Rethinking Integration of immigrants

November 21, 2019

Rethinking Integration of immigrants

 

When it comes to integration there are many ingredients which create a gap. What about the strategy? Should we reflect on the question ‘when does integration end’? To address those concerns, CEPS’s panel debate of November 5th explored the links between the resurgence of nationalist ideas and the challenges related to ‘immigrant integration’ as a nation-building project in Europe. 

Integration is discussed as something the immigrant is supposed to achieve in society. Nevertheless, it is a never-ending story. The problem of perpetually demanding integration prevails; it continuously relies on improving integration. However, the debate highlights three standard keys to approaching this topic:

  1. The idea of nations state as the primary containers in which integration is supposed to happen.
  2. Managing the gaps among society, immigrants and national governments.
  3. The willingness of people to integrate the idea of inclusion, but they rely on society’s role, instead.

According to Leila Hadj Abdou, research Fellow at the Migration Policy Centre, integration does not depend on migrants; it depends on us and the measures the society chooses to apply to achieve it. “There is no inclusion without exclusion”, those concepts are intertwined in a complementary, not antagonistic way: The inclusion of those who are wanted, because they are seen as beneficial for society, often implies the exclusion of those not perceived as needed. The problem, therefore, is the public perception of the problem, not the problem itself.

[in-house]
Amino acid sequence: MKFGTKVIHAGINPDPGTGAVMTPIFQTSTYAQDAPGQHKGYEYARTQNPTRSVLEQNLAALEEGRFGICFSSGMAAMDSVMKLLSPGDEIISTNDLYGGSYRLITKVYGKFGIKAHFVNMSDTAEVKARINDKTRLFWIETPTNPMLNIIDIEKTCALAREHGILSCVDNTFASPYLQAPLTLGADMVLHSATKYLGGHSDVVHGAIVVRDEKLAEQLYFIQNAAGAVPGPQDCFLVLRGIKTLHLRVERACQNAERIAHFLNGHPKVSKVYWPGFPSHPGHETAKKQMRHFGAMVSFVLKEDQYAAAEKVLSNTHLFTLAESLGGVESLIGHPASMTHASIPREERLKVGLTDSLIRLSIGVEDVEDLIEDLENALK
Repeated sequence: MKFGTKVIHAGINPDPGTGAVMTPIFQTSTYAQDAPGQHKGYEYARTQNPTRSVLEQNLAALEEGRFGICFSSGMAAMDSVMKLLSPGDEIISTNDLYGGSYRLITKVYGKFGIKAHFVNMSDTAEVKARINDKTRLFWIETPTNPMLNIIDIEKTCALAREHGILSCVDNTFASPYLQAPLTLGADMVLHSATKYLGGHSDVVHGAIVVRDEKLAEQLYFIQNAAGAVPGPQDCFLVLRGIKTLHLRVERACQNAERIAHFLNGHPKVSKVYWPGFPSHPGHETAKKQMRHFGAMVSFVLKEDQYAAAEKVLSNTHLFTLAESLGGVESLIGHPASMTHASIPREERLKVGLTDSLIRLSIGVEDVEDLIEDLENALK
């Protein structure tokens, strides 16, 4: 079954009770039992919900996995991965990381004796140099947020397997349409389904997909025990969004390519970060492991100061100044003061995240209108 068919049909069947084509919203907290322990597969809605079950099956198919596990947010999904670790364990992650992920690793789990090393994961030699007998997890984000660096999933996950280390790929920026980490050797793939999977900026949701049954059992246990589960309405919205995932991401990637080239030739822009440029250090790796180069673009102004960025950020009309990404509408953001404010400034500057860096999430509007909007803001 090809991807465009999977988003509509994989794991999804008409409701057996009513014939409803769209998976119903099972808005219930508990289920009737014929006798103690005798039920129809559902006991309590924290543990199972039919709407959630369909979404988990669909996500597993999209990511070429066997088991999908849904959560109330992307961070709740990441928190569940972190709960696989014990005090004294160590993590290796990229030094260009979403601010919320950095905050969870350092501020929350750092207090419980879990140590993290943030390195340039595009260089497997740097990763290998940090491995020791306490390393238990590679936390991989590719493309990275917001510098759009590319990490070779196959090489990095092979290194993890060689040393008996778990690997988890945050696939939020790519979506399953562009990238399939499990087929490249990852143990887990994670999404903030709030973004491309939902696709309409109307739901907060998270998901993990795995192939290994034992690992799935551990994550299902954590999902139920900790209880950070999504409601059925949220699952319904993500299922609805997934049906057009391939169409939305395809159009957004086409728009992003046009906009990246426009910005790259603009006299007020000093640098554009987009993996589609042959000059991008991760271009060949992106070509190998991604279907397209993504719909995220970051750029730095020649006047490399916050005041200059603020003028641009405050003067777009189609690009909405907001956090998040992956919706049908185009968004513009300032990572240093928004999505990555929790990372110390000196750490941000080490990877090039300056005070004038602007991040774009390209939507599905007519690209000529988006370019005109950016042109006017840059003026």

The road for integration is a journey without an end. This idea is strongly agreed by the Director of policy research consultancy PolicyScribe, Eve Hepburn, whose opinion stems from a social problem in giving migrants the same privileges as others. She suggested a rebalance of our society. Instead of talking about integration in some aspect, we have to generalise the concept in a broader perception, developing a long-term approach.

However, overall perspectives tapped into a controversial understanding of the problem: we are not sure how to properly integrate immigrants into society. The approach is considered full of tension and difficulties, especially in implementing legal processes at the EU level. Incomplete rights between nationals and foreigners, protection of minority’s right, populist party explosion are part some overlapping challenges ahead. On the other side, national citizens claim protection and security, leading populist movements to feed their ideas and fears.

All in all, society has now big expectations from politicians in creating a welcoming environment, and as long as they keep supporting restrictive approaches, then integration can hardly succeed. 

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